Published on November 11th, 2021 | by Adrian Gunning
MELBOURNE’S EAST END THEATRE DISTRICT DIMS ITS LIGHTS IN MEMORY OF BERT NEWTON ON 11 NOVEMBER
Melbourne’s theatres will honour the legendary Bert Newton AM MBE tonight, Thursday 11 November, by dimming the lights of East End District theatres for one minute at 7.30pm.
Bert Newton was a stalwart of the Australian theatre industry. He was part of the great revival of Melbourne’s theatre scene, appearing as Cogsworth in Beauty and the Beast at the Princess Theatre in 1995. He went on to tread the boards at almost all of Melbourne’s theatres, appearing in The Sound of Music, The Producers, Annie, The Rocky Horror Show, Wicked and Grease the Musical.
Newton’s connection with Melbourne theatre commenced right at the start of his career when at age 15, he began a fulltime job working at Melbourne radio station 3XY. The studio at the time was based in the Princess Theatre, in what is now the Wintergarden Bar.
Jason Marriner, CEO of Marriner Group, said, “Bert made an enormous contribution to the theatre, and we should be forever grateful that so many of his iconic performances were on the stages of Melbourne’s East End theatres.”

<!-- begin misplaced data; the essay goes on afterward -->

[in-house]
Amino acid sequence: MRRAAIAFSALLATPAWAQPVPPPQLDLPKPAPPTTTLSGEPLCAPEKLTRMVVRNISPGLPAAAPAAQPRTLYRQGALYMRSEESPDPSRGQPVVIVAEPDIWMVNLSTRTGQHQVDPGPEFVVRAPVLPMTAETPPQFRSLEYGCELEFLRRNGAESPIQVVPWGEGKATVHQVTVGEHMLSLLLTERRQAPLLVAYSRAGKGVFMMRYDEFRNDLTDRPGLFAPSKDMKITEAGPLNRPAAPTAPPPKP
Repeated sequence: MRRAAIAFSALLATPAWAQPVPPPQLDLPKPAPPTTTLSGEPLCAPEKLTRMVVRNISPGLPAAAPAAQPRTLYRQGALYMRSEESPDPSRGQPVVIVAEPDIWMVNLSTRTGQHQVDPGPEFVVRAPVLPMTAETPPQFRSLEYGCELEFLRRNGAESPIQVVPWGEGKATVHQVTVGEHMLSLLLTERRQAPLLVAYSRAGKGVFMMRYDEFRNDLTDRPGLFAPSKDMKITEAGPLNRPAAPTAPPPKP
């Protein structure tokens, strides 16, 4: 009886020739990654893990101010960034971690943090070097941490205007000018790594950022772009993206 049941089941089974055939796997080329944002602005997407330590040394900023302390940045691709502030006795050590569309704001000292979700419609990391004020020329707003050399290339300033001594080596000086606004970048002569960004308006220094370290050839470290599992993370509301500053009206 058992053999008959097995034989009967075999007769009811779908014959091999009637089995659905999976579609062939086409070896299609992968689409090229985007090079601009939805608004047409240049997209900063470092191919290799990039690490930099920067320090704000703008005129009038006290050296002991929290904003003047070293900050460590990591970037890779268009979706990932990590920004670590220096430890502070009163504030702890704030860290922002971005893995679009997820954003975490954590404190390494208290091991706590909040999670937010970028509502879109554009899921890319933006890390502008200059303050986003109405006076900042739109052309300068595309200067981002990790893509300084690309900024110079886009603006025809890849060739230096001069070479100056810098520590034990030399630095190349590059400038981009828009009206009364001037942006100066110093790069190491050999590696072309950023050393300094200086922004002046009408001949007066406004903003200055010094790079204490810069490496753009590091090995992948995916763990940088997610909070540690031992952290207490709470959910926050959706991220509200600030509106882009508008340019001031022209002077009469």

Mike Walsh, owner of Her Majesty’s Theatre, supports the dimming of the lights at his theatre, saying, “Bert was a great professional and an esteemed colleague and friend.”
Leading producer John Frost said, “Bert was a beloved cast member of many of my shows, starting with The Sound of Music in 1999, then The Wizard of Oz followed by The Producers, where he brought the house down as eccentric Nazi and recluse Franz Liebkind. Bert also starred in Annie, Grease, The Rocky Horror Show and as The Wizard in Wicked, a role he played for three years. Bert was a wonderful mentor to younger performers, a warm and stable gentleman in every company. Always a professional hard worker, Bert often carried out his theatre commitments alongside his TV career. Thank you Bert for all the laughs over the years; our industry is a lonelier place without you.”
The dimming of theatre lights is a time-honoured tradition reserved for honouring the most significant of contributors to the theatre community. The theatre owners and producers of Melbourne theatre are unanimous in their view that Bert Newton is deserving of this honour.